Conflict of interest No conflicts of interest are present.
Atopic dermatitis in older patients: particular points
Article first published online: 21 JUN 2010
© 2010 The Authors. Journal of the European Academy of Dermatology and Venereology © 2010 European Academy of Dermatology and Venereology
Journal of the European Academy of Dermatology and Venereology
Volume 25, Issue 1, pages 12–18, January 2011
How to Cite
Katsarou, A. and Armenaka, M. (2011), Atopic dermatitis in older patients: particular points. Journal of the European Academy of Dermatology and Venereology, 25: 12–18. doi: 10.1111/j.1468-3083.2010.03737.x
- Issue published online: 3 DEC 2010
- Article first published online: 21 JUN 2010
- Received: 26 February 2010; Accepted: 20 April 2010
- atopic dermatitis;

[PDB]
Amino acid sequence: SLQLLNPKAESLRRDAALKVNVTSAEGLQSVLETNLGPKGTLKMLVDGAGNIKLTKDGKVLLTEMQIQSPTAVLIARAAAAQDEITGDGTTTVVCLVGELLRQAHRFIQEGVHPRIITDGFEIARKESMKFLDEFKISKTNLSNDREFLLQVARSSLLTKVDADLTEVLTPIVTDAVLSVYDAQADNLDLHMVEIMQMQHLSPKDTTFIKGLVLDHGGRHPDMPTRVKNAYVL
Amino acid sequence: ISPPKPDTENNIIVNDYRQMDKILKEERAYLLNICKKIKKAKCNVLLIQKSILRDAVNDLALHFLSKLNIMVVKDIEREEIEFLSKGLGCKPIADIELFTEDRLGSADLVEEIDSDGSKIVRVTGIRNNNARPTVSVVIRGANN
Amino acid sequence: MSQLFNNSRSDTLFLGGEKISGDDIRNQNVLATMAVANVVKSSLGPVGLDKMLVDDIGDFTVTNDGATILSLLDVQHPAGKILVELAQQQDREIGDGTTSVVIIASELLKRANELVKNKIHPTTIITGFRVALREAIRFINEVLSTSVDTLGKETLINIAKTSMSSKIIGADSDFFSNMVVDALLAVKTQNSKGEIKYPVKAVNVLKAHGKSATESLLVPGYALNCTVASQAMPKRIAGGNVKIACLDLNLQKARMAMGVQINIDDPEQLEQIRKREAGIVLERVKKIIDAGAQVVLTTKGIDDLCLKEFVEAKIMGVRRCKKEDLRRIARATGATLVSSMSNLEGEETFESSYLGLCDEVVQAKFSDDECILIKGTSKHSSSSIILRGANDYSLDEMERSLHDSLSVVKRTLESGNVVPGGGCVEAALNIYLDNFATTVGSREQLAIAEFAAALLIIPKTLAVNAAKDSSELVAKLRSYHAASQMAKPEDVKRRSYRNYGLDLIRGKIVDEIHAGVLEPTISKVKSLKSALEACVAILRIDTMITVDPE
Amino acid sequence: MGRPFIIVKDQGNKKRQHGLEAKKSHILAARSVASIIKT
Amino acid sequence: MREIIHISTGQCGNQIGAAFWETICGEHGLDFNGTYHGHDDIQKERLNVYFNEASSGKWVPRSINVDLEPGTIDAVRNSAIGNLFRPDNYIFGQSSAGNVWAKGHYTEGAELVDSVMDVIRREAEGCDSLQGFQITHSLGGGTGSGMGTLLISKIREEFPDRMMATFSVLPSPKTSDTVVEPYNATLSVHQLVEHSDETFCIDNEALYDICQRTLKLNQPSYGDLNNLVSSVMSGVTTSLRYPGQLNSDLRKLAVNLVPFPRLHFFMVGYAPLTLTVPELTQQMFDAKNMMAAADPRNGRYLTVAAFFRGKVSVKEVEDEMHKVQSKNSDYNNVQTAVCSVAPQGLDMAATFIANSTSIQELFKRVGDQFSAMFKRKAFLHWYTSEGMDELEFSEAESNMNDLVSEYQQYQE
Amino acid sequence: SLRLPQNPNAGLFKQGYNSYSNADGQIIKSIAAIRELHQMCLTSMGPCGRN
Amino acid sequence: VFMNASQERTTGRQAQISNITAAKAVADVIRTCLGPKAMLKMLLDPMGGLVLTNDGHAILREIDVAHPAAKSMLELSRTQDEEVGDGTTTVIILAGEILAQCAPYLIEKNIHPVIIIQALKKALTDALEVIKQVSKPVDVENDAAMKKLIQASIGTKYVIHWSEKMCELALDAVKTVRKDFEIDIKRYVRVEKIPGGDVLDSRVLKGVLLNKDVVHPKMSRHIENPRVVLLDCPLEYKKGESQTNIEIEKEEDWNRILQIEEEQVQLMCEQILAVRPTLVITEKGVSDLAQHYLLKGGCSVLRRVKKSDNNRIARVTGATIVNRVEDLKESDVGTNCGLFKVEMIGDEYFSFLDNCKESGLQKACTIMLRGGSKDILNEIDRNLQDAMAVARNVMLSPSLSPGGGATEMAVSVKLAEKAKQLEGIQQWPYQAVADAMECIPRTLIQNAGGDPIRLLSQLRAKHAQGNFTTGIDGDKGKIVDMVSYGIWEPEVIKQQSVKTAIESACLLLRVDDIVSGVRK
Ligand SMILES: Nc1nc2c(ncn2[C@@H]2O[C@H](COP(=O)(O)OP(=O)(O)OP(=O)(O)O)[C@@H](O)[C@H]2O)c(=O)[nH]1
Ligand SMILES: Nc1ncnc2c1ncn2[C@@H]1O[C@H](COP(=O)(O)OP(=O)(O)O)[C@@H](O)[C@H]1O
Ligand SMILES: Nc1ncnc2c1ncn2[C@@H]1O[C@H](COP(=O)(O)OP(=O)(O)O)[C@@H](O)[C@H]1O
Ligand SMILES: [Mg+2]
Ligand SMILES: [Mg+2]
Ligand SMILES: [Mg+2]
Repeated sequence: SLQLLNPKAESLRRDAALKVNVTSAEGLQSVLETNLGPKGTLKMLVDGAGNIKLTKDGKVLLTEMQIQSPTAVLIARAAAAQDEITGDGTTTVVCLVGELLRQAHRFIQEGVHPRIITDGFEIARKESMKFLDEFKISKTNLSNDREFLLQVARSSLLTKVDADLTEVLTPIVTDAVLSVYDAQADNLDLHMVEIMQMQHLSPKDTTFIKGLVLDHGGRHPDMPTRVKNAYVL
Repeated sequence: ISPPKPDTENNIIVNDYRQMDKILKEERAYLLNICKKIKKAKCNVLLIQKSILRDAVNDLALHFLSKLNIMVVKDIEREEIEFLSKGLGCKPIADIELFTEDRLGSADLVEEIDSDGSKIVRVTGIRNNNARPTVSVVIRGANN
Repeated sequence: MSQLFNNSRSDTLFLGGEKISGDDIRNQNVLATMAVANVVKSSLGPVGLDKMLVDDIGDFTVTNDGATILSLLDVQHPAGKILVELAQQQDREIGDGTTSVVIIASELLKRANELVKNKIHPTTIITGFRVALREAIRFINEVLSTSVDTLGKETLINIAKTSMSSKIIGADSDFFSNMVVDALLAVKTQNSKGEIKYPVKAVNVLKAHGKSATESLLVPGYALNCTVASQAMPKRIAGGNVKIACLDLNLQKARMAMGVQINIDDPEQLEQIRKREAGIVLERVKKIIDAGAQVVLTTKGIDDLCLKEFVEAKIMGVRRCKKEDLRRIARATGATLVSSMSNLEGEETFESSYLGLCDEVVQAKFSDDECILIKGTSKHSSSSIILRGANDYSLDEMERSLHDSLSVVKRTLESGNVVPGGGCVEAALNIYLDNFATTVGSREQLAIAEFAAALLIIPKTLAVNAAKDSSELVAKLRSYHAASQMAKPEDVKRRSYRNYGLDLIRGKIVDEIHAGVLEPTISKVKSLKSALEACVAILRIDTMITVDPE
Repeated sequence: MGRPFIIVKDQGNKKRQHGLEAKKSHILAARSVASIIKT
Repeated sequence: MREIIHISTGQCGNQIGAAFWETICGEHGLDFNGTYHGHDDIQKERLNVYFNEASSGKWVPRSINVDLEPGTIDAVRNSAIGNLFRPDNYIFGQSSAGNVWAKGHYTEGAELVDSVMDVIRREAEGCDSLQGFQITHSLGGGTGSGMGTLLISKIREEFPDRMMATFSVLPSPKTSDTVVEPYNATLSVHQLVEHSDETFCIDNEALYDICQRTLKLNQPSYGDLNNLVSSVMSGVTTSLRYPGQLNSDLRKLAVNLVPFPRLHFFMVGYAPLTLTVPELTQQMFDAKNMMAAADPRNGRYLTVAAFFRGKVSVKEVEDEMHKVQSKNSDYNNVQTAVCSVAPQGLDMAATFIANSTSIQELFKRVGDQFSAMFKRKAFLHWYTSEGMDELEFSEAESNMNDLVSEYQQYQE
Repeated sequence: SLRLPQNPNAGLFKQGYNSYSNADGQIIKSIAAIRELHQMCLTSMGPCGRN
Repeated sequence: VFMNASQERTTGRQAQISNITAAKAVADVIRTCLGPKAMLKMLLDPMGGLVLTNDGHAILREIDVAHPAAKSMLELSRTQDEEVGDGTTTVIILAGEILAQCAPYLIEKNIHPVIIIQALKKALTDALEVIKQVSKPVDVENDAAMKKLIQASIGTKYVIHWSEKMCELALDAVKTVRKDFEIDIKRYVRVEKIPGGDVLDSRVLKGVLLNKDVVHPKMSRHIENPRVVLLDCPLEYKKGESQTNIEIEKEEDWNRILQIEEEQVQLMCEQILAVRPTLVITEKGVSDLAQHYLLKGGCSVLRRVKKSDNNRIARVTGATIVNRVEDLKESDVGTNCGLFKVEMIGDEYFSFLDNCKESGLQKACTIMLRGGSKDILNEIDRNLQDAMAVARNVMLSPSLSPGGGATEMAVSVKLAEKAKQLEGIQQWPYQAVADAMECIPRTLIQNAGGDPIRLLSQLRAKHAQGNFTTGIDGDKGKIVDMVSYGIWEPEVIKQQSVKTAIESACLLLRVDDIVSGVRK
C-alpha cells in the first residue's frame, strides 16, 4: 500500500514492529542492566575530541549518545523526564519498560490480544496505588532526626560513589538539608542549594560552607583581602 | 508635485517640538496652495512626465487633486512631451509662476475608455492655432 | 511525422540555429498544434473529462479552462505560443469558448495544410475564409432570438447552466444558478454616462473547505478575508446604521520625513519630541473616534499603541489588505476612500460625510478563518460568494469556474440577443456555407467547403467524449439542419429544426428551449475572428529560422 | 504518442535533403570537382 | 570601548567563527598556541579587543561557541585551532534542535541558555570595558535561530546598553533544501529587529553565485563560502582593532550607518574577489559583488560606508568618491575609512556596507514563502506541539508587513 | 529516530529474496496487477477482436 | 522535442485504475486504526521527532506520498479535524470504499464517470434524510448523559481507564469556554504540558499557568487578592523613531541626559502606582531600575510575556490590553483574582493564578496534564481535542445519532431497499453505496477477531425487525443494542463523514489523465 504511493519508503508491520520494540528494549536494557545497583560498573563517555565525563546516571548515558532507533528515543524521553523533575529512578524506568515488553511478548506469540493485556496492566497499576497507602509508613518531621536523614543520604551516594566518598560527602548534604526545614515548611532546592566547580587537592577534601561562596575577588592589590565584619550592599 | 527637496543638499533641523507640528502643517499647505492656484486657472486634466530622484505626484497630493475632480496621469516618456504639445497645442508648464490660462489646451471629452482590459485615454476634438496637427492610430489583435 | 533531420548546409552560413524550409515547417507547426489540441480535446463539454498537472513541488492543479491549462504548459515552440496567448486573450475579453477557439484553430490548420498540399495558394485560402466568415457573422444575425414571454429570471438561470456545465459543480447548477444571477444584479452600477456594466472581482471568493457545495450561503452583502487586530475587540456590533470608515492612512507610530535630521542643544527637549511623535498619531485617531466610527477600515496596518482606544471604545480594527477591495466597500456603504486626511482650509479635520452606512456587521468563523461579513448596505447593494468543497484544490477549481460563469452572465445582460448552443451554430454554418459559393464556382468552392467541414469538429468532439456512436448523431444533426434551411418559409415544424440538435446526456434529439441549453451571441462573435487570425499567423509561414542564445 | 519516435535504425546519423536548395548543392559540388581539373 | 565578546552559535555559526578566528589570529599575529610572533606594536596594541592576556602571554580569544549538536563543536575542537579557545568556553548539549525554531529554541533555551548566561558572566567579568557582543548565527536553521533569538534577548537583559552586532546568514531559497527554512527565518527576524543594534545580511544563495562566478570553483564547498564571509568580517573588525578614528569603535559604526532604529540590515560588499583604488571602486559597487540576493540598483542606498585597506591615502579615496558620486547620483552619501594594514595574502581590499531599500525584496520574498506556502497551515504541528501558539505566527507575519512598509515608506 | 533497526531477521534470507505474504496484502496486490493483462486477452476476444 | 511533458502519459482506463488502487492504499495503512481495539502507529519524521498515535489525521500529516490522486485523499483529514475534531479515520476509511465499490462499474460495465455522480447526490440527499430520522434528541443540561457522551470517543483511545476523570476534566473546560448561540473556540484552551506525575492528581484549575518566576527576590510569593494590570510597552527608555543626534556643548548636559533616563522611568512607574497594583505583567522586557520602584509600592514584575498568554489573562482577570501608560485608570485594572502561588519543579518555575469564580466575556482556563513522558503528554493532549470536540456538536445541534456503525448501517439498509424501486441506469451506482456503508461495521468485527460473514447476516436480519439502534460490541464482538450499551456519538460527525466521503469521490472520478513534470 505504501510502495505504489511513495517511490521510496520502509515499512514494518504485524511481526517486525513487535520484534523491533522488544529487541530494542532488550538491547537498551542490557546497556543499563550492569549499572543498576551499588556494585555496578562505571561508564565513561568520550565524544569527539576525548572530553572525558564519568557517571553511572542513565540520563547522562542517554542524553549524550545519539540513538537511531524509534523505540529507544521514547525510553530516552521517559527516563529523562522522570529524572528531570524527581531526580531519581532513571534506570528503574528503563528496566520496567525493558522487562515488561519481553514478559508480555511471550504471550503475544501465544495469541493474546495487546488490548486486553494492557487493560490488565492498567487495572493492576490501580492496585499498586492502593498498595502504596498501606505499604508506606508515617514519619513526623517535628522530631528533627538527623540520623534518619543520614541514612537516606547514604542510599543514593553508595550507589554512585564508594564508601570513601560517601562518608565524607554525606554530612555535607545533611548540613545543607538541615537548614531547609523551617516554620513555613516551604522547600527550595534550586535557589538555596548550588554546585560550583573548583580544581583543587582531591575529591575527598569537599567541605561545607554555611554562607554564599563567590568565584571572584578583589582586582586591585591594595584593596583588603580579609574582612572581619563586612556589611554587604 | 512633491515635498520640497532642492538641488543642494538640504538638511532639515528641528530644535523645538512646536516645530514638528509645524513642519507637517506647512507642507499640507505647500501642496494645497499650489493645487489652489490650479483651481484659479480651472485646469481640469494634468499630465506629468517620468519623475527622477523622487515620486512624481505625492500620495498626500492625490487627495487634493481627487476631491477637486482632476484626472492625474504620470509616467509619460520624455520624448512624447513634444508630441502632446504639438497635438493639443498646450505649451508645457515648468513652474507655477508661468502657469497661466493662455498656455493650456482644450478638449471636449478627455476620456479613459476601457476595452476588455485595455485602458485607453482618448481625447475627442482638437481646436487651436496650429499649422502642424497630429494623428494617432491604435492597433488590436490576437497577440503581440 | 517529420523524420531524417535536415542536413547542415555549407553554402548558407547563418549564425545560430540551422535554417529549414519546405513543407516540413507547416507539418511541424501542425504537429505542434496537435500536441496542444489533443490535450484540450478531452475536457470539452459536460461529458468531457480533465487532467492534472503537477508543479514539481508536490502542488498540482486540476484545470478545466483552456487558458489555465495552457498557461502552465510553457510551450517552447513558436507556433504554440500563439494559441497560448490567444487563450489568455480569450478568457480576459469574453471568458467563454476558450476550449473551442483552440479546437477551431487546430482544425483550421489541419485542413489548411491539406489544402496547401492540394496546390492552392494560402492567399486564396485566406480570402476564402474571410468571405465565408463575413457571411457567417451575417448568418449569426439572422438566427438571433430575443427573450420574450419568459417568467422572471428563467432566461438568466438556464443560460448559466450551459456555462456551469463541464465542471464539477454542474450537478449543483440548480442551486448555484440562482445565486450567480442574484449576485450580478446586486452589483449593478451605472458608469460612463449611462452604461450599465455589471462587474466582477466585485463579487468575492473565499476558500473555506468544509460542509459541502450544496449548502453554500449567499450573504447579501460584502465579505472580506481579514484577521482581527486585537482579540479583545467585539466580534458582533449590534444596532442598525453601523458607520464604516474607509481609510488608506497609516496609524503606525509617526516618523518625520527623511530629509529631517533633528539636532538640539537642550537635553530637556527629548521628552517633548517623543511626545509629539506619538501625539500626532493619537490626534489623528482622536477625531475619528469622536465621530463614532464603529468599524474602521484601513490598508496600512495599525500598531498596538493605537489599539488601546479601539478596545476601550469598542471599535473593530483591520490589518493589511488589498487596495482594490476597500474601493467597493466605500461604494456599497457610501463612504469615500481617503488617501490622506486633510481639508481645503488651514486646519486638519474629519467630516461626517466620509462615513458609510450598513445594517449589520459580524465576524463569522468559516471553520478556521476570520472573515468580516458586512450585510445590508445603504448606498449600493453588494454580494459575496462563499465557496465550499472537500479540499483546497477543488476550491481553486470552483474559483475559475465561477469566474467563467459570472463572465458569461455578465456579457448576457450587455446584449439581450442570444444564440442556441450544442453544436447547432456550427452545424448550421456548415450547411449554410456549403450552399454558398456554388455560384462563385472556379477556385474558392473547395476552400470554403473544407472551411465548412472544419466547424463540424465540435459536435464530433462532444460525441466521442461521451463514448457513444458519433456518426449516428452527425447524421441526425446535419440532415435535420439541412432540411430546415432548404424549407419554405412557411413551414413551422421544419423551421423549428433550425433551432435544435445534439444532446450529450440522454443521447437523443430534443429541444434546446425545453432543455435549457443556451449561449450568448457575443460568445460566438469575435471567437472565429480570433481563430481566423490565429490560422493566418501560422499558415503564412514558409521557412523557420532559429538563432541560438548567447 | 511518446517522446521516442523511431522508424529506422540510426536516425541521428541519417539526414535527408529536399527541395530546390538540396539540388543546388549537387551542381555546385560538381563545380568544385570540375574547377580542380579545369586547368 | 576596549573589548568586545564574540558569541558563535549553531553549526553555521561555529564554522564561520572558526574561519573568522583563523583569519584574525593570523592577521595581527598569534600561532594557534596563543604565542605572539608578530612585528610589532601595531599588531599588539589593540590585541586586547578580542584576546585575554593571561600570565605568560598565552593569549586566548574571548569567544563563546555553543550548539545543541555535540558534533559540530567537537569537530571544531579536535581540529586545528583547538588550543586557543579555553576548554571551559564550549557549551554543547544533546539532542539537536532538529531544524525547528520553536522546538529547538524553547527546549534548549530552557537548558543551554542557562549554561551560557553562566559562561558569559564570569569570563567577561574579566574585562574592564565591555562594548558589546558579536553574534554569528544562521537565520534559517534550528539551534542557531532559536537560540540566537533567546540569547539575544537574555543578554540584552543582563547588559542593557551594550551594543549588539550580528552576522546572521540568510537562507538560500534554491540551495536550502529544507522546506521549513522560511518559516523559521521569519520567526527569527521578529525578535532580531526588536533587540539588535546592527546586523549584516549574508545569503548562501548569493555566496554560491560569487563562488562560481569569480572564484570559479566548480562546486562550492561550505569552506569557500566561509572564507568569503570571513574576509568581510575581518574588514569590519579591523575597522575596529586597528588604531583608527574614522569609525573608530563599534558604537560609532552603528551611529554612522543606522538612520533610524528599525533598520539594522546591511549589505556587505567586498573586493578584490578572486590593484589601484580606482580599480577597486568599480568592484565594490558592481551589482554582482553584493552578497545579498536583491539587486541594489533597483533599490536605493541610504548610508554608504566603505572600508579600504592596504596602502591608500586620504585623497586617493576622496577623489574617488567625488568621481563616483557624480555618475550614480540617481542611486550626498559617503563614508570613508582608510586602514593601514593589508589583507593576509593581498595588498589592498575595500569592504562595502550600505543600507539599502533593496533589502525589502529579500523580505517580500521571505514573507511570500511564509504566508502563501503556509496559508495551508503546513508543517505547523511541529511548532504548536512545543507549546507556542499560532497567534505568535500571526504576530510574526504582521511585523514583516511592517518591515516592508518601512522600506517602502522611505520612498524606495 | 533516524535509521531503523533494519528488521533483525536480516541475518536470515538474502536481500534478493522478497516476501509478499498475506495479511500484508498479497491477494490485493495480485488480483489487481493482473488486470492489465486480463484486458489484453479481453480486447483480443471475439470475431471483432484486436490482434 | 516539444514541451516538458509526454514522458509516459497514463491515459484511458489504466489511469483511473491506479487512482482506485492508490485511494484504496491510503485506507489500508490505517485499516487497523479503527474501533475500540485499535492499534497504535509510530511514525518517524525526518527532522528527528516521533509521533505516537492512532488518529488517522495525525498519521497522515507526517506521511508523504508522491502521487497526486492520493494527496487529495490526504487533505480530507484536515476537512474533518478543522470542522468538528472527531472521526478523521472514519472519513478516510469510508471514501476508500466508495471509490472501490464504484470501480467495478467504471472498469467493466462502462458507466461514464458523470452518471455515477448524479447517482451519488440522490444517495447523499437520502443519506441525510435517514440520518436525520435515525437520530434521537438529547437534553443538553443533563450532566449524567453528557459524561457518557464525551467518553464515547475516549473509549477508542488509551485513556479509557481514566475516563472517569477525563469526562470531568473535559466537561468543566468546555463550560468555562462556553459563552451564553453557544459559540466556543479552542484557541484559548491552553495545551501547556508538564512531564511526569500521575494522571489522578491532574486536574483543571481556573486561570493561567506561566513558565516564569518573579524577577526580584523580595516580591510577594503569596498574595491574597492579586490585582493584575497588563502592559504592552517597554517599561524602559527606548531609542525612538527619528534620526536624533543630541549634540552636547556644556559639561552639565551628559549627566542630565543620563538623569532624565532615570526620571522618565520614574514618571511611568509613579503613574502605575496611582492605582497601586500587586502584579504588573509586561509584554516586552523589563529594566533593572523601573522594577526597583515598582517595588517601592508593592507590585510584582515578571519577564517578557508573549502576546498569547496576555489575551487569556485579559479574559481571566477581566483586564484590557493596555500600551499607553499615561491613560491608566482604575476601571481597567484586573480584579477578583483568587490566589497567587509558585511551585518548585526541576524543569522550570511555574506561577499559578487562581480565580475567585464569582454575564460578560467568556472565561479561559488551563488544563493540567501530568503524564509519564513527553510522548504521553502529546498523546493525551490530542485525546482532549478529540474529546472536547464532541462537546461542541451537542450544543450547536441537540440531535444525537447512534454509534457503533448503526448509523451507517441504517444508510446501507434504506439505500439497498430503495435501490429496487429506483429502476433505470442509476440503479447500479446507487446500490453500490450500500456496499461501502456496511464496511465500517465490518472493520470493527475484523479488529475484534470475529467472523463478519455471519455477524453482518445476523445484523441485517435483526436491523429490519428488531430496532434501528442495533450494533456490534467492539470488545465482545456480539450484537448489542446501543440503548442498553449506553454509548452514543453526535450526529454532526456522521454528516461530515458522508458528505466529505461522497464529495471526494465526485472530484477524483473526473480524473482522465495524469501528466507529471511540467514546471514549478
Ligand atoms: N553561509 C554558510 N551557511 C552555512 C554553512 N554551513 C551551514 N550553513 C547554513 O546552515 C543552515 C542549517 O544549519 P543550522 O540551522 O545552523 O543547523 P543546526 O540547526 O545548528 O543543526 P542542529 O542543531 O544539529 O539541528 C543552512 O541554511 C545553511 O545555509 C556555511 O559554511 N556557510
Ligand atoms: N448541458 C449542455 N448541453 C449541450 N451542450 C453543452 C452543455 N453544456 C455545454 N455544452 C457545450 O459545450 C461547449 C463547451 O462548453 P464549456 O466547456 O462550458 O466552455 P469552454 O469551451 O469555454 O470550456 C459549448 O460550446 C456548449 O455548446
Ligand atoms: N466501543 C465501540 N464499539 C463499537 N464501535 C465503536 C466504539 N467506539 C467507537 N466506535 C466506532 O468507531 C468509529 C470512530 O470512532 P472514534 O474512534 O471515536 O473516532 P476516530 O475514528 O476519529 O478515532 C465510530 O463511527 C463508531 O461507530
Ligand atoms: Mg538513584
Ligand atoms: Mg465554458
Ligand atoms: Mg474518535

We review the particular characteristics of atopic dermatitis (AD) in adult life, and compare findings with those of AD in childhood. AD affects 1–3% of adults world-wide, and can present as adult-onset AD, or as infantile/childhood AD that persists, or recurs after many years. Eczema in adults usually exists for years, compromising quality of life, sex life and occupational choices. The flexural areas, shoulders, head-and-neck, and hands are typically affected. In elderly adults, eczematous erythroderma is common. The intrinsic (non-IgE-allergic) eczema subtype affects 5–15% of cases. Classical food allergy has a low importance, although non-IgE-mediated and pseudoallergic reactions can cause eczema. Sensitivity to aeroallergens, especially dust mite, is demonstrated in the majority of adult AD patients, including elderly adults, by immunoglobulin E-mediated tests and/or atopy patch tests. Occupational allergic and irritant contact dermatitis is increased. In adults, as in children, Staphylococcus aureus colonization is very high, whereas adult skin is more heavily colonized with Malassezia yeasts. Immediate and delayed sensitization to Malassezia sympodialis is specific for intrinsic and extrinsic AD, occurring especially in head-and-neck eczema. Concerning therapy, older patients are prone to certain adverse drug effects. In conclusion, differences exist between childhood and adult disease. As we should be seeing more adults with AD in the future, there is a need for more clinical and immunological studies in older patients.